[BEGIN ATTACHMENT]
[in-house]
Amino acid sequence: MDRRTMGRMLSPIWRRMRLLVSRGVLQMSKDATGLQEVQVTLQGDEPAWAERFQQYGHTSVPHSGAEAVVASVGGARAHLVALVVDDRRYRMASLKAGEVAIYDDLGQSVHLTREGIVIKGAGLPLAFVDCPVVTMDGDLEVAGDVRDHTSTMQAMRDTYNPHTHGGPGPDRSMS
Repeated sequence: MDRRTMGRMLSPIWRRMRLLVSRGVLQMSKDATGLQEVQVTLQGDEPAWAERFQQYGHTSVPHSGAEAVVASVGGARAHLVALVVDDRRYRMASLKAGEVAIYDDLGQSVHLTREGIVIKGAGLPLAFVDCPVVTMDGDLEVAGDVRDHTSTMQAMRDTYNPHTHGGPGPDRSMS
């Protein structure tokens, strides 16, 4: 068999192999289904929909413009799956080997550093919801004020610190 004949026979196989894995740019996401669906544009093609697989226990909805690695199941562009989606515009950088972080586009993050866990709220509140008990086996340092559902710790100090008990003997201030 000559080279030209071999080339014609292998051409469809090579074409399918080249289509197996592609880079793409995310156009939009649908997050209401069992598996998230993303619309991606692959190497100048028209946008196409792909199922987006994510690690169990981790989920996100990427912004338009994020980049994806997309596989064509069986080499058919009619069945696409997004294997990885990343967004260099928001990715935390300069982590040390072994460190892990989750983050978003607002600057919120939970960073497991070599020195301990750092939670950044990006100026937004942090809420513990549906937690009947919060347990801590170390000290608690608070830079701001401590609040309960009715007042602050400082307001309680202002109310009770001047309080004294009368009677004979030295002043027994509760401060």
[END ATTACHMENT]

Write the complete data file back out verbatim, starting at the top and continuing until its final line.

[in-house]
Amino acid sequence: MDRRTMGRMLSPIWRRMRLLVSRGVLQMSKDATGLQEVQVTLQGDEPAWAERFQQYGHTSVPHSGAEAVVASVGGARAHLVALVVDDRRYRMASLKAGEVAIYDDLGQSVHLTREGIVIKGAGLPLAFVDCPVVTMDGDLEVAGDVRDHTSTMQAMRDTYNPHTHGGPGPDRSMS
Repeated sequence: MDRRTMGRMLSPIWRRMRLLVSRGVLQMSKDATGLQEVQVTLQGDEPAWAERFQQYGHTSVPHSGAEAVVASVGGARAHLVALVVDDRRYRMASLKAGEVAIYDDLGQSVHLTREGIVIKGAGLPLAFVDCPVVTMDGDLEVAGDVRDHTSTMQAMRDTYNPHTHGGPGPDRSMS
């Protein structure tokens, strides 16, 4: 068999192999289904929909413009799956080997550093919801004020610190 004949026979196989894995740019996401669906544009093609697989226990909805690695199941562009989606515009950088972080586009993050866990709220509140008990086996340092559902710790100090008990003997201030 000559080279030209071999080339014609292998051409469809090579074409399918080249289509197996592609880079793409995310156009939009649908997050209401069992598996998230993303619309991606692959190497100048028209946008196409792909199922987006994510690690169990981790989920996100990427912004338009994020980049994806997309596989064509069986080499058919009619069945696409997004294997990885990343967004260099928001990715935390300069982590040390072994460190892990989750983050978003607002600057919120939970960073497991070599020195301990750092939670950044990006100026937004942090809420513990549906937690009947919060347990801590170390000290608690608070830079701001401590609040309960009715007042602050400082307001309680202002109310009770001047309080004294009368009677004979030295002043027994509760401060």